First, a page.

Canadian Prime Minister Justin Trudeau made waves at a press conference a few weeks ago when a journalist jokingly asked him to explain quantum computing. ‘Very simply … normal computers work, either there’s power going through a wire or not — a one, or a zero. They’re binary systems,’ said Trudeau, to the surprise of the audience. ‘What quantum states allow for is much more complex information to be encoded into a single bit.’ Associate Professor Michael Bremner, speaking at CeBIT 2016, gave his assessment of Trudeau’s answer: ‘Not bad.’ But rather than information being encoded into a single bit, he says, it is in fact being encoded into many quantum bits (or qubits).
Bremner, who is currently at the Centre for Quantum Computation and Intelligent Systems at the University of Technology Sydney (UTS), predicts quantum supremacy – when quantum computers will overtake the capabilities of current computers – is only 2 to 7 years away. In fact, he says, we are currently living through a period of major development in the world of physics, which have come to a tipping point in just the last couple of years – hence why so much funding has been funnelled into quantum computing, and why it is so often in the news nowadays. With the advancements being made by Google and IBM in superconductors, and those being made by NIST and Innsbruck, Maryland and Oxford universities in trapped ions, the development of intermediate-model quantum computers has recently become possible, and they are quickly improving.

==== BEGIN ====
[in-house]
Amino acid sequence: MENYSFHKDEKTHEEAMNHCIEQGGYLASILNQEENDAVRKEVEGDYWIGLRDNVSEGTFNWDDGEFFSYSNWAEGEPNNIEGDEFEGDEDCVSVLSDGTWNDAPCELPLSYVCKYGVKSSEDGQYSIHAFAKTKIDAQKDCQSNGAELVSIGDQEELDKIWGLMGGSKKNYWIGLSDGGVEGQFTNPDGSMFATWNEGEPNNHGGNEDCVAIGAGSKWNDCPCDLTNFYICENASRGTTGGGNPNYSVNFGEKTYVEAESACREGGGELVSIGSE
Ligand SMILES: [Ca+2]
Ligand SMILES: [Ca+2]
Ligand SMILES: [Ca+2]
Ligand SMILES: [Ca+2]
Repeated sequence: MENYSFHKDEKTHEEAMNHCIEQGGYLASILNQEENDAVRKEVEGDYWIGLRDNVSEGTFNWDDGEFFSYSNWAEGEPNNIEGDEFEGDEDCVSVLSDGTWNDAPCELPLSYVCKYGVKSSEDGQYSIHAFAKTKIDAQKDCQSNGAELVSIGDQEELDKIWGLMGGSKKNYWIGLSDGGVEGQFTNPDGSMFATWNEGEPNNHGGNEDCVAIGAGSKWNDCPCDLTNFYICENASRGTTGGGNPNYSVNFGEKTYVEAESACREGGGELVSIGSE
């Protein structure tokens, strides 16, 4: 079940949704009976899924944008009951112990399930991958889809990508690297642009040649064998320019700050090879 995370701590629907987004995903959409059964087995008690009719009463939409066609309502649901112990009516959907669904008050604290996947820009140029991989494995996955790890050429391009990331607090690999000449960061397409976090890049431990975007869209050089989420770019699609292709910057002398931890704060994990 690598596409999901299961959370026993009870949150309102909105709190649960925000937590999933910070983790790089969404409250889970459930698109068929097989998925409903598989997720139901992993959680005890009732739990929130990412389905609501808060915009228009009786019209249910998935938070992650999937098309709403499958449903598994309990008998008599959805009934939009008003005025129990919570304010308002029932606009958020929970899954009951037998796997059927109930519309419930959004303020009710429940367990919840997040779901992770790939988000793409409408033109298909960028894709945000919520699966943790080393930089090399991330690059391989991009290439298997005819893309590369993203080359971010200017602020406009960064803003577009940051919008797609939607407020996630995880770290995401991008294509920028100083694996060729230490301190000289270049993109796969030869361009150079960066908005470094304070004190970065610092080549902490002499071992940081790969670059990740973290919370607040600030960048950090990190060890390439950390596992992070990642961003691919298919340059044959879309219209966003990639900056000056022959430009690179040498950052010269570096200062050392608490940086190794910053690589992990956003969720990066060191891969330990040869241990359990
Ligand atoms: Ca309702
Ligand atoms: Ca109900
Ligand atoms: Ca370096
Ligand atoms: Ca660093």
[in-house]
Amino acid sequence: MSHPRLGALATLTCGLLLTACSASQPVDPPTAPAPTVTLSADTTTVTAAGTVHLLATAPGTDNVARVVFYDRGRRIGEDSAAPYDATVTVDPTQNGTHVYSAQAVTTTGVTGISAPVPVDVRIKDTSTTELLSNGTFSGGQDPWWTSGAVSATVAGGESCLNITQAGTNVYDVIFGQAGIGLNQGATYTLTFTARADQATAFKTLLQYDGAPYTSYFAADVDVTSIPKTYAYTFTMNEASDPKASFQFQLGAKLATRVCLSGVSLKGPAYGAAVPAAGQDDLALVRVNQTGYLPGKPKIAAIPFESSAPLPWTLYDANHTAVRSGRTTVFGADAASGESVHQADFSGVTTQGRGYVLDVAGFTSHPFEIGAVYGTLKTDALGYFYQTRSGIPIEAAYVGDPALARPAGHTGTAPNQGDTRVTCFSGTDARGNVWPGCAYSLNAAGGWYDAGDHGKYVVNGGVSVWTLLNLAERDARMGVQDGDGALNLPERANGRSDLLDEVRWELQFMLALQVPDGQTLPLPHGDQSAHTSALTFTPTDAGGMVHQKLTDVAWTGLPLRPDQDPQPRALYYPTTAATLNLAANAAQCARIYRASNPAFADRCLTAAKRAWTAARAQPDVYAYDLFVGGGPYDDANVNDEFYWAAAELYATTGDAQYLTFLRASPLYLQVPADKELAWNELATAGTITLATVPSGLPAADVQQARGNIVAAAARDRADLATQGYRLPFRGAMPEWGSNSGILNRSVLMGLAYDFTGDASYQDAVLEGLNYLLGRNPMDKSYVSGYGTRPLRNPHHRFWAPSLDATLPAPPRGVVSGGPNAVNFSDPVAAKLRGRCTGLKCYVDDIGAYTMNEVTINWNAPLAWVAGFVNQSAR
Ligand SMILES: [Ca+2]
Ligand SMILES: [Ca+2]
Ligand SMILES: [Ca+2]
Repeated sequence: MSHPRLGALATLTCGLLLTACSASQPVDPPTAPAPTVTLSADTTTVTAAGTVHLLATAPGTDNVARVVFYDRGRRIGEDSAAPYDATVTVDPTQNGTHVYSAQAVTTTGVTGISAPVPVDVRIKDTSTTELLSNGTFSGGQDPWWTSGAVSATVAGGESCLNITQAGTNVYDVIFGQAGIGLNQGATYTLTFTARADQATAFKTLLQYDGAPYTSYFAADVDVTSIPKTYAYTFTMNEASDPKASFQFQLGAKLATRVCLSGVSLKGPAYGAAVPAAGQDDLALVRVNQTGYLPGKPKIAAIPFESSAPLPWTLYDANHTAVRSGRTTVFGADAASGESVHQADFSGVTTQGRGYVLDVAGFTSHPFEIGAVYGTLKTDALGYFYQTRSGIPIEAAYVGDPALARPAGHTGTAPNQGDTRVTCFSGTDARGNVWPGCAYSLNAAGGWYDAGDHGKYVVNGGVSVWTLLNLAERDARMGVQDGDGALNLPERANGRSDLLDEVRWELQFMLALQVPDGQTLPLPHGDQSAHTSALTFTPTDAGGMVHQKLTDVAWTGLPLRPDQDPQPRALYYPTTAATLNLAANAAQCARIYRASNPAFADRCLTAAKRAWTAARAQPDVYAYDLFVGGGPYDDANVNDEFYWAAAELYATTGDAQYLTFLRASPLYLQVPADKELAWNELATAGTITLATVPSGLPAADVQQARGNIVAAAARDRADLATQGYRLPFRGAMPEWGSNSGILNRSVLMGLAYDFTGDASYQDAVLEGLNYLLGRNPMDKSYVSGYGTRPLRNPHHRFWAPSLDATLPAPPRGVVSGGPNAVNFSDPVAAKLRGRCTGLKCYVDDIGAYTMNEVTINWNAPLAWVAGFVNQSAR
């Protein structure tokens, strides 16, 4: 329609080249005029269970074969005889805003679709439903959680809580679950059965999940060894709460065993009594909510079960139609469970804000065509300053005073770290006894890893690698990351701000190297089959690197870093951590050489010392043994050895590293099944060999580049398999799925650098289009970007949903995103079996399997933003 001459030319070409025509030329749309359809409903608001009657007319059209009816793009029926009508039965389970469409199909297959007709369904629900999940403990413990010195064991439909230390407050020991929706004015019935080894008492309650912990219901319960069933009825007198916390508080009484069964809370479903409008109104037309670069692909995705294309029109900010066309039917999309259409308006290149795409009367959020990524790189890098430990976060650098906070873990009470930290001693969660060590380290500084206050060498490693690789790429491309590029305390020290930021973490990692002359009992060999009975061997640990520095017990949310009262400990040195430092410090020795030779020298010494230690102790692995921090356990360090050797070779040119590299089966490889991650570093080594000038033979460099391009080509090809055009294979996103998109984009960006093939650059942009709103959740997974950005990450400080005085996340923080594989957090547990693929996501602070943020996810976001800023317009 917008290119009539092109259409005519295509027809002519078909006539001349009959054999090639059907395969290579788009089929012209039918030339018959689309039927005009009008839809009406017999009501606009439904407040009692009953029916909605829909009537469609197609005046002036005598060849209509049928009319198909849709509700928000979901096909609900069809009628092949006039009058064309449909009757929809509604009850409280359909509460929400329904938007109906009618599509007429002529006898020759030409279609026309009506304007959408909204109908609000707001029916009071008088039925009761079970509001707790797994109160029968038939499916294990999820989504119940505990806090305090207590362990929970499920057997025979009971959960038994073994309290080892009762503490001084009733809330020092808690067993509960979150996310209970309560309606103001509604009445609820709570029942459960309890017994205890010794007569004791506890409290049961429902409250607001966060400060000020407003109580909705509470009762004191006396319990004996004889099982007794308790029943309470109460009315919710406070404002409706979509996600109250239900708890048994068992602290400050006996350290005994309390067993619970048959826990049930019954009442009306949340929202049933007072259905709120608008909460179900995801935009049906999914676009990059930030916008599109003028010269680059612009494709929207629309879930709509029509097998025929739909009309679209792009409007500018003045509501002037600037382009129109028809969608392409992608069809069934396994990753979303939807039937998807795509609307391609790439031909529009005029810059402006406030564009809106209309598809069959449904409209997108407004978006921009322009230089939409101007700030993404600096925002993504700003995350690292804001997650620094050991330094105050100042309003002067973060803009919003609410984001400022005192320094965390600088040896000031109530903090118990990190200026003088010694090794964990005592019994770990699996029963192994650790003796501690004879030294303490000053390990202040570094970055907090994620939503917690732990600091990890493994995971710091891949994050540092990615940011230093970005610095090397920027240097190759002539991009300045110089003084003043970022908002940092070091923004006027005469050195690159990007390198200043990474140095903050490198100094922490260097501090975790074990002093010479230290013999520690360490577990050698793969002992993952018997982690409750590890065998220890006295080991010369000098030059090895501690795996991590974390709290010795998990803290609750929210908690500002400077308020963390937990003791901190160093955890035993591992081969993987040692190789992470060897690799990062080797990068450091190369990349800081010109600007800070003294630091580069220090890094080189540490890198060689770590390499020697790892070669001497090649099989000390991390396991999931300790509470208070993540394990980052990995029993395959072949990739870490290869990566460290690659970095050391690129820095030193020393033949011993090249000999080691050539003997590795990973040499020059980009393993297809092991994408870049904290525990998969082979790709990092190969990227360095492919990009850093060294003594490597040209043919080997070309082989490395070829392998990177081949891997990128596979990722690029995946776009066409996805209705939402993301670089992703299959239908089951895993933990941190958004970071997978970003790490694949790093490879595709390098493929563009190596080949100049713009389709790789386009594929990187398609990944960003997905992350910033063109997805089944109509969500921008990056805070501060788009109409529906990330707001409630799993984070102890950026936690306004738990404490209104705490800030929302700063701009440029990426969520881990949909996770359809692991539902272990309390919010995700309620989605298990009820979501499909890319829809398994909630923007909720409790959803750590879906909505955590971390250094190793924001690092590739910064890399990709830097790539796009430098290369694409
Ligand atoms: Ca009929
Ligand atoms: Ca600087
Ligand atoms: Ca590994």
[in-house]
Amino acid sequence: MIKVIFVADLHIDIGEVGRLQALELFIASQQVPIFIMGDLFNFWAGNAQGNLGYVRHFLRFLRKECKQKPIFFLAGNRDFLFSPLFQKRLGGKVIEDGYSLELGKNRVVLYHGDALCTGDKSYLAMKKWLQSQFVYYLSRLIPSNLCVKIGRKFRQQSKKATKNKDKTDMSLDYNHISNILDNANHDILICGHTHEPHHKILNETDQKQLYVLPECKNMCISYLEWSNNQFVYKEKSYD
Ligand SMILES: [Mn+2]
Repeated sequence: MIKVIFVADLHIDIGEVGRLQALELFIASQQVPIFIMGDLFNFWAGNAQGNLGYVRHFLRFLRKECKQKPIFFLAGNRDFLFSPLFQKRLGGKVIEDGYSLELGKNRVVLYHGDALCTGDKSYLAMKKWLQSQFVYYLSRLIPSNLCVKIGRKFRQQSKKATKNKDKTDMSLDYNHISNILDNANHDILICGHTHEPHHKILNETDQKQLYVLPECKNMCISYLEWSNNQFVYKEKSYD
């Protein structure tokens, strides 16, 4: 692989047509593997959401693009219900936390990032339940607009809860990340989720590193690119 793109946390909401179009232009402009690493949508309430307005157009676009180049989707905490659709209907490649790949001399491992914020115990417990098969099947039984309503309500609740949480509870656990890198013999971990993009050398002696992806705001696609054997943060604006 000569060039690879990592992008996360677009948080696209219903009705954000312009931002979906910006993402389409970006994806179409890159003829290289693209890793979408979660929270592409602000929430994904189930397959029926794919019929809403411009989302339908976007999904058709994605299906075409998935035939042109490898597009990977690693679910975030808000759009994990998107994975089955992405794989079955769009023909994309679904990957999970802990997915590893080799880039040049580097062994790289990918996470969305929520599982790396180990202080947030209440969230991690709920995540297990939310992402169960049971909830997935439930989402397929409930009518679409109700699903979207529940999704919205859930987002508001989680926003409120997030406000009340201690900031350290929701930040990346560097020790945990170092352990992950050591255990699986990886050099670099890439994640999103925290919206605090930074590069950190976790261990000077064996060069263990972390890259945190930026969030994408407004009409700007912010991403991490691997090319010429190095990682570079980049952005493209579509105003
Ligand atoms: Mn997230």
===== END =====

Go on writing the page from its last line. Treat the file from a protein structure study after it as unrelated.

The next leap will be in the development of fault-tolerant qubits, where quantum error-correcting code is introduced to qubits to cope with the noise they create, which can limit their processing capabilities. By cutting down and eventually eliminating this noise, scientists will be able to scale up the size of the quantum computers.
Quantum computers could potentially radicalise our world in terms of their applications. It has already been shown that quantum computation has applications in chemistry, materials science, precision measurement and cryptography. Emerging applications include optimisation, big data, machine learning and climate modelling.
So where is quantum computing headed over the next 5 years?
- Increased ‘crossover’ between industrial computing applications and quantum algorithms
- Quantum supremacy experiments with intermediate-model quantum computers
- Experimental demonstrations of fault-tolerant qubits
- Continual improvement in quantum engineering and device characterisation.
It’s exciting times ahead in the world of quantum computing, and we’ll no doubt be hearing a lot more about it in our news feeds in the coming months.